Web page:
This is a short piece that I wrote in a short story writing class I took a couple of years ago. I remember that this was the assignment where the teacher, inspired by one of my favorite cooking shows: Chopped, provided us with four mystery baskets to choose from. Each had a writing ingredient. I can't remember the exact four or so ingredients that were in the basket I chose. I do remember a mood, possibly set in October, but that's about it. The other elements came from an experience and I tried to convey that feeling.
Yesterday this quote spoke to me; I'm going to place it where I can see it every day:
"Inspiration exists, but it must find you working."
Amanda washed off her hands and placed the carved pumpkin in a brown sack and headed out to visit her Aunt Rose and Aunt Vivian at Bluestone Retirement Community. As she pulled out of the driveway, she looked into the sky: clouds hung like heavy gray sheets, hugging the dry mountain peaks.
She rolled the window down, prepared to be alone with her thoughts. “I hope Aunt Rose is feeling better today,” Amanda thought out loud. The highway wasn’t crowded this Sunday afternoon. She let her thoughts drift into the breeze, into fields of dry grass that appeared stiff and stuck in place. She could feel the pierce of time looming low. She exited off the highway, took a few more turns, and pulled to the back parking lot of the Bluestone.
When she walked inside, the light was dim as though it had been washed out. Oldsters pushed their walkers around, some wheeled themselves in wheelchairs, while others had assistance; some sat in the lounge area watching the television with a mix of alert and vacant faces. Nurses walked briskly past the slow moving oldsters. Finally, Amanda pulled herself away when she didn’t see her aunts and went into the facility’s ice cream parlor where she thought they might be. It wasn’t very crowded. There were a few circular tables with seniors seated around eating their chosen desserts.
Amanda walked over to where she saw her aunts and noticed that Aunt Rose was eating while Aunt Vivian was not and wore a scowl on her face. Amanda felt a chill when she realized this would be a difficult visit.
“Hello dear,” said Aunt Rose. “Sit down.”
“Hello Aunt Rose. Hello Aunt Vivian.” Setting the sack down on one of the empty chairs, Amanda pulled the pumpkin out and set it on the table. “Look what I brought you!”
Aunt Vivian turned her head and glared at the smiling pumpkin. “Hmmpf,” she said.
“Oh, Viv, don’t be such a grump,” said Aunt Rose. “Thank you, dear. It’s lovely. You’ll have to forgive your Aunt Vivian. She’s having a day.” Aunt Rose took the last bite of her ice cream and dabbed her mouth.
“I thought it would add some cheer to your room. I hope you like it. It reminds me of when we used to carve pumpkins at your house.”
“There have been many adjustments since we’ve come to live here, dear—and well, it’s not the same as living in your own home and taking care of yourself.”
“I can only imagine how difficult it must be, Aunt Rose.”
“Well, dear, I think the adjustment has been especially hard on your Aunt Vivian—“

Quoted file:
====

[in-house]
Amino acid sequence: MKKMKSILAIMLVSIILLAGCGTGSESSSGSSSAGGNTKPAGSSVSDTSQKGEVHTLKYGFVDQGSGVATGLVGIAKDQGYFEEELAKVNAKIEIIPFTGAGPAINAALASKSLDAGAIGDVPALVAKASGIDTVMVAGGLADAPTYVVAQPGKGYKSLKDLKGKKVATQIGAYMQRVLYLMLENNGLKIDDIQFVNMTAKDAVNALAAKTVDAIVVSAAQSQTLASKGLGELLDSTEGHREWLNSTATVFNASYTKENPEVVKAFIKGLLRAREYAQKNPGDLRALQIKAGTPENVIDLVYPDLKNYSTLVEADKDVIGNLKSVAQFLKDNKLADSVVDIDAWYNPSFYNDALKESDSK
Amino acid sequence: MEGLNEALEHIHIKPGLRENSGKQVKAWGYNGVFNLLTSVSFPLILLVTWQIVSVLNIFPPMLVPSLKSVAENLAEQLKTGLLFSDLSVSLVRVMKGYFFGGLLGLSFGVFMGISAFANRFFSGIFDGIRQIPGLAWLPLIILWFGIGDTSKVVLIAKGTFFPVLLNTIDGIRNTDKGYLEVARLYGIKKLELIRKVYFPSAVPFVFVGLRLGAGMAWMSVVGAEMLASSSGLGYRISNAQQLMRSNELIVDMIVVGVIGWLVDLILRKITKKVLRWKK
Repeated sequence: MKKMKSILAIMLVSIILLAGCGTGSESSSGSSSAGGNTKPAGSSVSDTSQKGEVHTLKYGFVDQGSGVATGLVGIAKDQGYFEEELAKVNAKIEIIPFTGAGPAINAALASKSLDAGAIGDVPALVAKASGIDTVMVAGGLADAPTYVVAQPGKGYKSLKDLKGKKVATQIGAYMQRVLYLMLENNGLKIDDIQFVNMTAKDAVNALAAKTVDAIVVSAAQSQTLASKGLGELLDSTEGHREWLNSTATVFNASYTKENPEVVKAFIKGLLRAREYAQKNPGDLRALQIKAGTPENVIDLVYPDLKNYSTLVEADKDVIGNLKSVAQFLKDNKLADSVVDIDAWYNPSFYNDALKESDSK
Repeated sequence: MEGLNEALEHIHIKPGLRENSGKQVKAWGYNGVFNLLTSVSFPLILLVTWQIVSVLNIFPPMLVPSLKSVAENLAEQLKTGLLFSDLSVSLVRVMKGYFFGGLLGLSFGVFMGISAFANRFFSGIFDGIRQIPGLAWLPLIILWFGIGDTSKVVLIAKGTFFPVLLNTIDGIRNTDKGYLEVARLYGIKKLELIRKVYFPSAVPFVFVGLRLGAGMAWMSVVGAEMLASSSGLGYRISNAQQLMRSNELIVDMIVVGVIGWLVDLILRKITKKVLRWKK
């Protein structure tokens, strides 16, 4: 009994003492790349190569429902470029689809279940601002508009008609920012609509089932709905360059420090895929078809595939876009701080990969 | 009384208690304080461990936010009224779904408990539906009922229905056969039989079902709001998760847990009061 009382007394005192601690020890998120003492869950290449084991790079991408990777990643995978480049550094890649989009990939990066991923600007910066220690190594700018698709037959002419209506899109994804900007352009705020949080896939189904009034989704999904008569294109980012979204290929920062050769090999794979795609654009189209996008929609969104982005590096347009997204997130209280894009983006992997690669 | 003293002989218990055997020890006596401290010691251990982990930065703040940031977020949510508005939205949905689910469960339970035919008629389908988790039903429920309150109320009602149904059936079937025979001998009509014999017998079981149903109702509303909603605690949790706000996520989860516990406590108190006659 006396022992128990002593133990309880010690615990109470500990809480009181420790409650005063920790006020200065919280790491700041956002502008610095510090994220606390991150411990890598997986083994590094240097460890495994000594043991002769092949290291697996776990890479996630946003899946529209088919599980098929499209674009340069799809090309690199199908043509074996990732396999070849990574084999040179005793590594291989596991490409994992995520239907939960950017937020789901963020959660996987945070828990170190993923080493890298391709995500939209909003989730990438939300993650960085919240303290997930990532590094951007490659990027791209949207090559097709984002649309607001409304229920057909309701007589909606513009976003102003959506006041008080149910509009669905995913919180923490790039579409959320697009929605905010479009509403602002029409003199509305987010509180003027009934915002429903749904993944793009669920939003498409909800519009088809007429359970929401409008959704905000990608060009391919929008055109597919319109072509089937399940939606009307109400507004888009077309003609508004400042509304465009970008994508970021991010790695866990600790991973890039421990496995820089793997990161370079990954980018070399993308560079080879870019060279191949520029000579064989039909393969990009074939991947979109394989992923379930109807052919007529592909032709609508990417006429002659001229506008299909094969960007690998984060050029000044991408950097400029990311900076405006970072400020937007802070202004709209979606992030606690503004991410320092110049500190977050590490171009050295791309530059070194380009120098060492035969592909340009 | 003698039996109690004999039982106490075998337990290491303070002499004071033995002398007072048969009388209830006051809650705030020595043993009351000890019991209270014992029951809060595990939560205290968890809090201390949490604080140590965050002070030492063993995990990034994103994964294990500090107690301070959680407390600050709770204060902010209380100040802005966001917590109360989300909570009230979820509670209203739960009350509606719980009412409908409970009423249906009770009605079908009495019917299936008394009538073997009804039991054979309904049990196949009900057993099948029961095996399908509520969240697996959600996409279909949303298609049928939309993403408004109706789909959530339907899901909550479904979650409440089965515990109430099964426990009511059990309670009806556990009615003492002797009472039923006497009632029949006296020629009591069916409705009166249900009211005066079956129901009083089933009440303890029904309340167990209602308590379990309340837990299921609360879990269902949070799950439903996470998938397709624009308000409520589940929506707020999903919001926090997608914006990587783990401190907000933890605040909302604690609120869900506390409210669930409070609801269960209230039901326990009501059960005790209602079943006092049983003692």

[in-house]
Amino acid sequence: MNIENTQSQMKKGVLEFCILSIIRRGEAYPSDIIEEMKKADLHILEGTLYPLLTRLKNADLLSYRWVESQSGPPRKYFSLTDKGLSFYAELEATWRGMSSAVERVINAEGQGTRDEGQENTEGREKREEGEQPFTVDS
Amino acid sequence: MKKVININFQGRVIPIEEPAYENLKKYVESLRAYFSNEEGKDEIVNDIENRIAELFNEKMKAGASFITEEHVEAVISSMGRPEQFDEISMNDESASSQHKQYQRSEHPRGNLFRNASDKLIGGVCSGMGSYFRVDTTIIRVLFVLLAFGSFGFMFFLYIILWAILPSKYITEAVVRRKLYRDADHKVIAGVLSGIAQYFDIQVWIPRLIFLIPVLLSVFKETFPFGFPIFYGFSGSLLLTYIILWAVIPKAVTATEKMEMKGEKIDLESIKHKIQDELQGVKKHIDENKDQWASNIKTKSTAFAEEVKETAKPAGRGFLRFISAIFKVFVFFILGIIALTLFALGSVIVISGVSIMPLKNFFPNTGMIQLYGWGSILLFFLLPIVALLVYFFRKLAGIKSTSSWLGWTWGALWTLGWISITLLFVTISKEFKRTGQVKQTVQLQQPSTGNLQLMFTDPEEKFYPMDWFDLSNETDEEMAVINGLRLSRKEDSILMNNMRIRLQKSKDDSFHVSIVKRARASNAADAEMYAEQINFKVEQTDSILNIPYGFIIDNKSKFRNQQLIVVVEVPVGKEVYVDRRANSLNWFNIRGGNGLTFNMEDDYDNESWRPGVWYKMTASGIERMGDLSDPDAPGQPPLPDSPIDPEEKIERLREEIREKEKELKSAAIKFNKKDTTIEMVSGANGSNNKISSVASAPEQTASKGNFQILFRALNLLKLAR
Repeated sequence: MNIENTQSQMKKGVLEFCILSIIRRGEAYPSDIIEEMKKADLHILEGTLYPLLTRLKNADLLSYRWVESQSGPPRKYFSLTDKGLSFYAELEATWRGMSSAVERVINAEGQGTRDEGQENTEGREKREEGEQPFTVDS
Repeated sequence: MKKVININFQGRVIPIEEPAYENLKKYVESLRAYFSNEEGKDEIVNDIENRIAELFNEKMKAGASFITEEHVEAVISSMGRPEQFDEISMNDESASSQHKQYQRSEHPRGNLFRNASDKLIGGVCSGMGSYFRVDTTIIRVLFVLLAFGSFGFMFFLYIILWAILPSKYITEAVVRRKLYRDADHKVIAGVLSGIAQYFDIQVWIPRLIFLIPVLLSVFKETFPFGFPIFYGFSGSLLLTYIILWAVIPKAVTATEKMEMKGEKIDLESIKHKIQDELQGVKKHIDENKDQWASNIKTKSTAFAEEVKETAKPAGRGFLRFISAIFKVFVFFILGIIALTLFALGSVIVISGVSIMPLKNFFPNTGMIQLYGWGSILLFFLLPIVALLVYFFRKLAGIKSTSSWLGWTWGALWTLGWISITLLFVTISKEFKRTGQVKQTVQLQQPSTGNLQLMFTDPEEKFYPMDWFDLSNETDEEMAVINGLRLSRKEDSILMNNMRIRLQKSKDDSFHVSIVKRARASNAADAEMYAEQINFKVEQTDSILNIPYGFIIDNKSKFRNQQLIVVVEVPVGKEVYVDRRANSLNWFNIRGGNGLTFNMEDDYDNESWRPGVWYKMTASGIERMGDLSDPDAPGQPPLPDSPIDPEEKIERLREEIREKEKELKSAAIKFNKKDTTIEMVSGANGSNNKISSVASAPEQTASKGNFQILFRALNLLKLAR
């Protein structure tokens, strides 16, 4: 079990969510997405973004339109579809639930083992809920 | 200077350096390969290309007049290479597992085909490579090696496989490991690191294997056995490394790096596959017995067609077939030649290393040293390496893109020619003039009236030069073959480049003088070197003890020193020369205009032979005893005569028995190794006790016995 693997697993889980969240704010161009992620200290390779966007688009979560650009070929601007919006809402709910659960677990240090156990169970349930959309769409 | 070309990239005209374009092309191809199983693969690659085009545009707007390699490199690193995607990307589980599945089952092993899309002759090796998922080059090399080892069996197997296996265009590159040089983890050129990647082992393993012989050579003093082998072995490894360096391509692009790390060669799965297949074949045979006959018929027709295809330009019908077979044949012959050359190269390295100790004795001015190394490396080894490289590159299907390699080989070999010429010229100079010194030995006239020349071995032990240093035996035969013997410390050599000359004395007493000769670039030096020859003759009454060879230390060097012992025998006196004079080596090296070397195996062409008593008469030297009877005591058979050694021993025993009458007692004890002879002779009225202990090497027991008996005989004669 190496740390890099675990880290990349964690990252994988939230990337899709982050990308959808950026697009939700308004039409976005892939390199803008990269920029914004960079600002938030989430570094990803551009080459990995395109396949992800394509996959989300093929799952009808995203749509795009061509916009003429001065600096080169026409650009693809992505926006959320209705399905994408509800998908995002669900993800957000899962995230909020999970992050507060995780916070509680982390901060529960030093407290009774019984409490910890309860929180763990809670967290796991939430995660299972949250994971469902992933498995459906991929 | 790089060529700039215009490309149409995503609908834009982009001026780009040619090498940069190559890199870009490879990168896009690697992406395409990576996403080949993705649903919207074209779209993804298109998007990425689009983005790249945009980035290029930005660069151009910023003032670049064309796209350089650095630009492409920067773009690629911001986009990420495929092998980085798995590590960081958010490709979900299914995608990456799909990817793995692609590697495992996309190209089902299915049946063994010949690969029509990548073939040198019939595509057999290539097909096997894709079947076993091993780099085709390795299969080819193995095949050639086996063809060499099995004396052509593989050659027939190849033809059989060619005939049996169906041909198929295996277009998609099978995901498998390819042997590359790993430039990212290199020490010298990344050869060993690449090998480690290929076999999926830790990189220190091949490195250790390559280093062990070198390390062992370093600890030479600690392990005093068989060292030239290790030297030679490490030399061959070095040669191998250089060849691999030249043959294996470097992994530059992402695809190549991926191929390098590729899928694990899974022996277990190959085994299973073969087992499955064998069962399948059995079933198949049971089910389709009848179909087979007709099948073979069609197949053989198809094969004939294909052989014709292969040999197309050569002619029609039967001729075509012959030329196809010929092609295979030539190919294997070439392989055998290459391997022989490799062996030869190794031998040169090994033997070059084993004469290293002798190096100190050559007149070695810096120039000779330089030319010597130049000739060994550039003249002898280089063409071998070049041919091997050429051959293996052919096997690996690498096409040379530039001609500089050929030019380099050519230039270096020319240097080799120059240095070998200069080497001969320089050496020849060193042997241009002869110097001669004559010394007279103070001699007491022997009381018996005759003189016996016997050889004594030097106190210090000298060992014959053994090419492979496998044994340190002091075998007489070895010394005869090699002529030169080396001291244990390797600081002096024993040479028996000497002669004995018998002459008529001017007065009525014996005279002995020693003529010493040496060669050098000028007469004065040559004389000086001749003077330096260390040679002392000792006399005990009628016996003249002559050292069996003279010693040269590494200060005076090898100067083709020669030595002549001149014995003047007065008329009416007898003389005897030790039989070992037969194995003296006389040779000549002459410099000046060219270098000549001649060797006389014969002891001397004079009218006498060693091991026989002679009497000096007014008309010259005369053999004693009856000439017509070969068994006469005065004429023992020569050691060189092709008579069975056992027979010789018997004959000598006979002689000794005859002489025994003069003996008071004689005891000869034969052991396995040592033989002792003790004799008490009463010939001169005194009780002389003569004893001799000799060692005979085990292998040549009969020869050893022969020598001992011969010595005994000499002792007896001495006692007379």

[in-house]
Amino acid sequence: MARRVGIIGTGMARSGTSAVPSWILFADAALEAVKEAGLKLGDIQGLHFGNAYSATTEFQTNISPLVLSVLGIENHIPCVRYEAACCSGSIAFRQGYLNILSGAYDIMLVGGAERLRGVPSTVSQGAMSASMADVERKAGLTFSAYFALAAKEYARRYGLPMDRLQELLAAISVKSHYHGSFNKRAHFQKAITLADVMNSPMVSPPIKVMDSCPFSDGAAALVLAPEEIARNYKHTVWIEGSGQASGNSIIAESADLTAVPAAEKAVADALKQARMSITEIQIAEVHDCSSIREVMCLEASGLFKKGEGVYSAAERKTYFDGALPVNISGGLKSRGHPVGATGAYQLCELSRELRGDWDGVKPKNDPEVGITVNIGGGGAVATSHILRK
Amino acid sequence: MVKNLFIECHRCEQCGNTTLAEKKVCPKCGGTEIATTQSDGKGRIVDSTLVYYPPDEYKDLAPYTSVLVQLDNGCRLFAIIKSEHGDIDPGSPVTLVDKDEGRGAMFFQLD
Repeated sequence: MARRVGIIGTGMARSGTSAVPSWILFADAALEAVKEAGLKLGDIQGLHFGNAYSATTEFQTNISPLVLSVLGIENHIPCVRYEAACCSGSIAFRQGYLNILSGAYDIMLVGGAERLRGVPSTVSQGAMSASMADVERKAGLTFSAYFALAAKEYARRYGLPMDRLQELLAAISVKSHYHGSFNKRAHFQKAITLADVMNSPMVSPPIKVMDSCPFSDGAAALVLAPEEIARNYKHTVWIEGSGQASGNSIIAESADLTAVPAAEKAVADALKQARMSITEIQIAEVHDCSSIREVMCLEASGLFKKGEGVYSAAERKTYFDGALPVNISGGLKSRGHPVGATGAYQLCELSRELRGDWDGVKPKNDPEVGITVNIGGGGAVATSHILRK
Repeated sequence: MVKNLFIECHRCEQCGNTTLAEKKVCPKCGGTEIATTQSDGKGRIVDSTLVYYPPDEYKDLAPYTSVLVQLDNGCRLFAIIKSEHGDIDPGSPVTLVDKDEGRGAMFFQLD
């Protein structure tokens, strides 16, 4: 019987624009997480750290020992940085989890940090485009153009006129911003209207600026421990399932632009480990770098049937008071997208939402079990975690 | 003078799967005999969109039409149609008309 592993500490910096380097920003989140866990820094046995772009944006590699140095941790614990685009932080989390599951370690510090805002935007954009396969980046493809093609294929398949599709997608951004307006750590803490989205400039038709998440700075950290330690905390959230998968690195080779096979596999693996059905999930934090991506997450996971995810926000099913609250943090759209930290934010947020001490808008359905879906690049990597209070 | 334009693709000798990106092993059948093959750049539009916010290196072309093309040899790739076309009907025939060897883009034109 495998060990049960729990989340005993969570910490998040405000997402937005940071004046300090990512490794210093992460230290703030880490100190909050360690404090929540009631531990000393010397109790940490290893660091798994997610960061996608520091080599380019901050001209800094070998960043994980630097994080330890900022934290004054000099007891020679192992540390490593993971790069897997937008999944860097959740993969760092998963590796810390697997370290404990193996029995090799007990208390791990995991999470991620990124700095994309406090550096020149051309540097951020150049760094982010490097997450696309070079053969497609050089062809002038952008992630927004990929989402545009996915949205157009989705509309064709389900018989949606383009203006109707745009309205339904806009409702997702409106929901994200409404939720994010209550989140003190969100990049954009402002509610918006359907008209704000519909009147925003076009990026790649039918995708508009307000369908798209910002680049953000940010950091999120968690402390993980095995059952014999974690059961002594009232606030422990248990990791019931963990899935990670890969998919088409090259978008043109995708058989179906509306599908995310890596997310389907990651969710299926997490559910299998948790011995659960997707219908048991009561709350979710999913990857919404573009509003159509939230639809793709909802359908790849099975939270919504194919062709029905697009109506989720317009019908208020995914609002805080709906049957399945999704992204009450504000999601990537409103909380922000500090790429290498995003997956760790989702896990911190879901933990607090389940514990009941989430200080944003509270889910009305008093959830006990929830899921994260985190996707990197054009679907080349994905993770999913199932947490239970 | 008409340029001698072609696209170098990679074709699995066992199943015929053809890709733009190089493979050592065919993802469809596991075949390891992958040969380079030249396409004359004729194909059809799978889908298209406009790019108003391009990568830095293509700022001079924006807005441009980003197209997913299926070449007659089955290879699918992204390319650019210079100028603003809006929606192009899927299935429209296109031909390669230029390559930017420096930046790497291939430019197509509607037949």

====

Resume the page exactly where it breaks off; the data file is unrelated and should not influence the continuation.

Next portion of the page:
“It’s not home,” cut in Aunt Vivian with a slight snarl. “I miss my things. My home. My furniture. My independence. Bah!” Aunt Vivian waved her hand as if to wave away the ice cream parlor and to wave away Amanda and everyone there. She sat in her wheelchair with an unmoving pride on her face, stubbornness etched into her eyes. It seemed she wore the permanent mark of a struggle.
Amanda looked into Aunt Rose’s eyes and was comforted by the kind twinkle looking back into hers. She looked to Aunt Vivian and was only met with a cold icy feeling looking back. “I’m sorry that you feel so bad, Aunt Vivian. It must be difficult.” Amanda shuffled in her chair uncomfortably, trying to remain positive.
“It is, Amanda dear. I’m sorry to be so cold to you. It’s not you. Being old, losing your eyesight and hearing. These things are never easy to accept on top of losing your home—or rather not having the ability to stay in your home.”
“There, there, Viv, see I know you’ve got it in you to turn your scowl to a softer shade,” said Aunt Rose.
“I can’t control my moods, Rose. I’m not able to keep as upbeat as you. I don’t know why. I’m happy with the life I’ve lived. It’s just that when—“
“Aunt Vivian, remember when we all used to carve pumpkins…you always made the best one, with intricate details around the hexagonal eyes. It was as if your pumpkins would come to life and start speaking.”
Aunt Vivian’s eyes began to soften even more; she unfolded her hands and reached for the pumpkin that Amanda brought. Amanda pushed it over closer to her. “Yes, I do remember…my, my, it seems like so long ago. This is a nice pumpkin you’ve carved. Hearts for eyes and a four-leaf clover for the nose, how clever; and the mouth, why, it reminds me of a silly hill Billy with a missing tooth. Ha!”
“Vivian, my goodness gracious, what has gotten into you.” Amanda and Aunt Rose look at each other and then they all start laughing. “Amanda, dear, would you like a scoop of ice cream, and since you’re so spunky all of a sudden, Vivian, maybe you’d like a scoop too?”
Amanda let out a quiet sigh of relief at Aunt Vivian’s change of mood. She had come to expect these ups and downs from Aunt Vivian. The two sisters began chit chatting, while Amanda’s thoughts were on the other topic she wanted to bring up, but had not. She didn’t want to spoil the mood. Maybe next time she would feel up to it.
“Dear…dear?, Amanda, dear…”